I just finished an excellent short biography by Wyatt North on Tolkien. North seems to be very fond of biography, having written about the lives of St. Francis of Assisi, Pope Francis, Mother Theresa, and St. Theresa of Lisieux. He also has written an expansive history on the papacy from its origins to the present pope. If these works are anything like his work on Tolkien, they are well worth the Kindle price of three dollars.
North sets out to give an overview of Tolkien’s literary and scholarly career in J. R. R. Tolkien: A Life Inspired. He accomplishes this perfectly, and one can boast of familiarity with the subject once one has finished the book and being well prepared for more in-depth biographies and treatises. I myself feel more motivated to read Joseph Loconte’s A Hobbit, a Wardrobe, and a Great War, which talks about how WWI influenced both Tolkien and C. S. Lewis.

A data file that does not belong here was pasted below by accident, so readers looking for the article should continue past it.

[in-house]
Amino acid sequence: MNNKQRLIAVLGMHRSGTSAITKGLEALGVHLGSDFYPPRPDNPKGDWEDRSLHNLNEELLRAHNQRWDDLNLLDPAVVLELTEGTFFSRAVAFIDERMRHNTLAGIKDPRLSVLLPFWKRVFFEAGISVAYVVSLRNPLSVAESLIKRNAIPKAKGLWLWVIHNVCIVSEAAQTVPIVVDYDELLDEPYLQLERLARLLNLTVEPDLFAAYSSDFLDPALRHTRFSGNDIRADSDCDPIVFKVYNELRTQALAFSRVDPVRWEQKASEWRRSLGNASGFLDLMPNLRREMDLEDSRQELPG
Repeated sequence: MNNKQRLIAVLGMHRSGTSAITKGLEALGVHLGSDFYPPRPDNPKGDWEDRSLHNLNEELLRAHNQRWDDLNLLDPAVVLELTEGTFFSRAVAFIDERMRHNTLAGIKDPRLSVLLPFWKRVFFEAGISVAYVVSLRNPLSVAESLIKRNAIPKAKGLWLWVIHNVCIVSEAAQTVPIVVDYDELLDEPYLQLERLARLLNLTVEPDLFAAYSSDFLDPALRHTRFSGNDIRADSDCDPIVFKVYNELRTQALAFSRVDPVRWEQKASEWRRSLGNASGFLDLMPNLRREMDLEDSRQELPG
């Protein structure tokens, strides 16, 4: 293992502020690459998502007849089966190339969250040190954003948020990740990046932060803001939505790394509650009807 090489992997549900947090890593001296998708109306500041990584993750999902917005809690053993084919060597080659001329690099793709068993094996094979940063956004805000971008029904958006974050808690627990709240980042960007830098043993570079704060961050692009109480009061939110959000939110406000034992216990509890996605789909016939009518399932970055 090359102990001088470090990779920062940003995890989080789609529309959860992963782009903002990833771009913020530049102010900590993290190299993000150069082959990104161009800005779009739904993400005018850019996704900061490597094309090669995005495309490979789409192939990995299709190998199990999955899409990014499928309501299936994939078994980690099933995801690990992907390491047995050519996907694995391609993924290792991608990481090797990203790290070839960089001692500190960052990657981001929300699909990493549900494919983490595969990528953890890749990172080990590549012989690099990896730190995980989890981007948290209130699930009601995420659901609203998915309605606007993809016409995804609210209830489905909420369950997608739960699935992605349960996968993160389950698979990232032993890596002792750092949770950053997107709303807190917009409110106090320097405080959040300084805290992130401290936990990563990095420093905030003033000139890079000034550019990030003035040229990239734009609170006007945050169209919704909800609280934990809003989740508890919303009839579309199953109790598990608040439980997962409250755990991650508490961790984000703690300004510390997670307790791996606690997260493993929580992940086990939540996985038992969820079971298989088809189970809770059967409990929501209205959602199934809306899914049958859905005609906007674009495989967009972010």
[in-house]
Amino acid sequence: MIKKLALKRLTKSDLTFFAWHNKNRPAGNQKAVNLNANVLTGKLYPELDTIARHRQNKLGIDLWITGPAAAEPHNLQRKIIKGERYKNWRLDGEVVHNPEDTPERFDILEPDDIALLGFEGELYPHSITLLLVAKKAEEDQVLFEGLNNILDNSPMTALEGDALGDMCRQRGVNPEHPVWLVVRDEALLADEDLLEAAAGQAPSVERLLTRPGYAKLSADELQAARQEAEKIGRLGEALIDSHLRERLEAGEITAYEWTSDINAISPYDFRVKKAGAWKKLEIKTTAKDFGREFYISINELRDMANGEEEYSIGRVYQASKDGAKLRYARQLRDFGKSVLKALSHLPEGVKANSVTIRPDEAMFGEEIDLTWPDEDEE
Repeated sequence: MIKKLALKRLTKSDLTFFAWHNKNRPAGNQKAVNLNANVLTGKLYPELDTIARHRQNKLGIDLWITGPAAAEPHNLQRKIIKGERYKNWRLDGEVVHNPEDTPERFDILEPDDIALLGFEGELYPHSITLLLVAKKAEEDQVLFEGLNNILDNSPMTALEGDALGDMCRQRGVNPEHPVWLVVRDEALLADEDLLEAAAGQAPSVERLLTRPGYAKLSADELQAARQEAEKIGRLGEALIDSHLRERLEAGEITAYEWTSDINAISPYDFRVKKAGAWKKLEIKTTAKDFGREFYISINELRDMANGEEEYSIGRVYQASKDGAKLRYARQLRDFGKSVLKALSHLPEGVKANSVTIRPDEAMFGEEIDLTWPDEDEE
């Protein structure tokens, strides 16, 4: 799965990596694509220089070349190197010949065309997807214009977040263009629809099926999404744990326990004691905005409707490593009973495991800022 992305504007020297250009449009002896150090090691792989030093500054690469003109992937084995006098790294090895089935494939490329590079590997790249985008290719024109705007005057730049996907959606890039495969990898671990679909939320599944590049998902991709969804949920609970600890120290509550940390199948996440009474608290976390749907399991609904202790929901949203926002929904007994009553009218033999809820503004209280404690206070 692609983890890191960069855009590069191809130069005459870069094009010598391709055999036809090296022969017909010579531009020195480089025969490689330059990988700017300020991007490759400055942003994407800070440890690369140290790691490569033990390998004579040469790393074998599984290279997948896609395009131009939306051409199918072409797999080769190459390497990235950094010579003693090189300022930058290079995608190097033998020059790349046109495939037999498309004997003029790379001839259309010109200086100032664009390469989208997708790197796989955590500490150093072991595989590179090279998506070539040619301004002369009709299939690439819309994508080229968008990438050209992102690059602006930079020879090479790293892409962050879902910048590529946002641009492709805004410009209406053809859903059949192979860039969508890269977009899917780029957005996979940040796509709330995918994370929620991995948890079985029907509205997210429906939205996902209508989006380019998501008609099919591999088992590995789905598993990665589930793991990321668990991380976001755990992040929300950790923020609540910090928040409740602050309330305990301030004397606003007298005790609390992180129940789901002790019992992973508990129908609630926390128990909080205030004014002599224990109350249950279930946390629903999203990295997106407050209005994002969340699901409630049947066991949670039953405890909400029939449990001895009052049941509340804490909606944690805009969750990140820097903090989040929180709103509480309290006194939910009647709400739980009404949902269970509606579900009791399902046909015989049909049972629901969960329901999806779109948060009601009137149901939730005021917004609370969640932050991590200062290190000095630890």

Though the work is short enough to read in one or two sittings (the latter was true for me), the work includes plenty of details even for those well-versed in Tolkien’s life. For example, I have not heard until reading this book that Tolkien’s hatred for technology was such that he compared his son, Christopher Tolkien, joining the RAF to a hobbit learning to ride a Nazgul to defend the Shire! But, North portrays the place of Tolkien’s wife and children in his life better than I have seen elsewhere. One neat detail is that Tolkien loved the name “Reuel” ( meaning “Friend of God” inn Hebrew) so much that each of his four children’s names include it.
So, should you read North’s biography of Tolkien? Yes, unless you already have three detailed biographies under your belt. It is refreshing for the intermediate and very valuable for the beginner.